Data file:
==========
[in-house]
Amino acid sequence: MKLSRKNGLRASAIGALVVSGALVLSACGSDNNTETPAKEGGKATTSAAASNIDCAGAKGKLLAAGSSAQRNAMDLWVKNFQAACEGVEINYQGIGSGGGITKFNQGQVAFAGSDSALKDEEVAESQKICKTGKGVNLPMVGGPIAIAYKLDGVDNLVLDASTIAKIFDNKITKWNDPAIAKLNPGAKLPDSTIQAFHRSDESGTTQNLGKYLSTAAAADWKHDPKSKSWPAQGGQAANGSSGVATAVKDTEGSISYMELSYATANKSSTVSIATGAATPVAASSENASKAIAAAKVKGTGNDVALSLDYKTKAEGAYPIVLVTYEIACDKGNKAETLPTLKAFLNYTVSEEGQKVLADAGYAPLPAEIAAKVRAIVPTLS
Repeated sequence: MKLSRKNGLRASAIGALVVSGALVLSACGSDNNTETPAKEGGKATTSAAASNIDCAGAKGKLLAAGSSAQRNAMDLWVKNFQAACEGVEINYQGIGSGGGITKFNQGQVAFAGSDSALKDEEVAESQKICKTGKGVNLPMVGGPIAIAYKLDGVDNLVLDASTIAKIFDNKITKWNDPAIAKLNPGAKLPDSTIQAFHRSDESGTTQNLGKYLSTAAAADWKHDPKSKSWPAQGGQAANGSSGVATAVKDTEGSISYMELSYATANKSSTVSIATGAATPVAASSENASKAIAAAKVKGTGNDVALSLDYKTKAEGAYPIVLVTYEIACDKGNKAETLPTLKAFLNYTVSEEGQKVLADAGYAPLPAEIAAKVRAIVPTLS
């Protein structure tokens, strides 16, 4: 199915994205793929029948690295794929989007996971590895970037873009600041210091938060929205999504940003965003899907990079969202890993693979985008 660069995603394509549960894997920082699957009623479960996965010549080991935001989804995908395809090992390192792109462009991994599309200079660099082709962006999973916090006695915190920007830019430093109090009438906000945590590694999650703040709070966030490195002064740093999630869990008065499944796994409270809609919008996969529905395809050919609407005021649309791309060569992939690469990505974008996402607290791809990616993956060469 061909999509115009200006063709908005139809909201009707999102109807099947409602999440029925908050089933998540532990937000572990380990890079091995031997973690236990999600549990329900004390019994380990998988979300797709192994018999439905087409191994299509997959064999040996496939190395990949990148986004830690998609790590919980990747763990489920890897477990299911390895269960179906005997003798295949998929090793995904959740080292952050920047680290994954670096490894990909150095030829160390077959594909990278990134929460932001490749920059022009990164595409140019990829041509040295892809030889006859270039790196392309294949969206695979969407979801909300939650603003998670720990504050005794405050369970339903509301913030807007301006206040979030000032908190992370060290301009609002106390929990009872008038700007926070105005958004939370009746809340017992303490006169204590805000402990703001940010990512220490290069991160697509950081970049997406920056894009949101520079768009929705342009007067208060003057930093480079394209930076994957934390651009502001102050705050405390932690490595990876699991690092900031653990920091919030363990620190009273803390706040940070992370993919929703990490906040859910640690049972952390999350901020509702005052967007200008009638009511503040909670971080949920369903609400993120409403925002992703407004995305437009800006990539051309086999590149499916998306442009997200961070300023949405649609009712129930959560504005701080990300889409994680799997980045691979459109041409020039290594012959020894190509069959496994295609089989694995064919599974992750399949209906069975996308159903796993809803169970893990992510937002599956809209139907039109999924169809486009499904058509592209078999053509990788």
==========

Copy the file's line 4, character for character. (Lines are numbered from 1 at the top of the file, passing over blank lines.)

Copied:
């Protein structure tokens, strides 16, 4: 199915994205793929029948690295794929989007996971590895970037873009600041210091938060929205999504940003965003899907990079969202890993693979985008 660069995603394509549960894997920082699957009623479960996965010549080991935001989804995908395809090992390192792109462009991994599309200079660099082709962006999973916090006695915190920007830019430093109090009438906000945590590694999650703040709070966030490195002064740093999630869990008065499944796994409270809609919008996969529905395809050919609407005021649309791309060569992939690469990505974008996402607290791809990616993956060469 061909999509115009200006063709908005139809909201009707999102109807099947409602999440029925908050089933998540532990937000572990380990890079091995031997973690236990999600549990329900004390019994380990998988979300797709192994018999439905087409191994299509997959064999040996496939190395990949990148986004830690998609790590919980990747763990489920890897477990299911390895269960179906005997003798295949998929090793995904959740080292952050920047680290994954670096490894990909150095030829160390077959594909990278990134929460932001490749920059022009990164595409140019990829041509040295892809030889006859270039790196392309294949969206695979969407979801909300939650603003998670720990504050005794405050369970339903509301913030807007301006206040979030000032908190992370060290301009609002106390929990009872008038700007926070105005958004939370009746809340017992303490006169204590805000402990703001940010990512220490290069991160697509950081970049997406920056894009949101520079768009929705342009007067208060003057930093480079394209930076994957934390651009502001102050705050405390932690490595990876699991690092900031653990920091919030363990620190009273803390706040940070992370993919929703990490906040859910640690049972952390999350901020509702005052967007200008009638009511503040909670971080949920369903609400993120409403925002992703407004995305437009800006990539051309086999590149499916998306442009997200961070300023949405649609009712129930959560504005701080990300889409994680799997980045691979459109041409020039290594012959020894190509069959496994295609089989694995064919599974992750399949209906069975996308159903796993809803169970893990992510937002599956809209139907039109999924169809486009499904058509592209078999053509990788």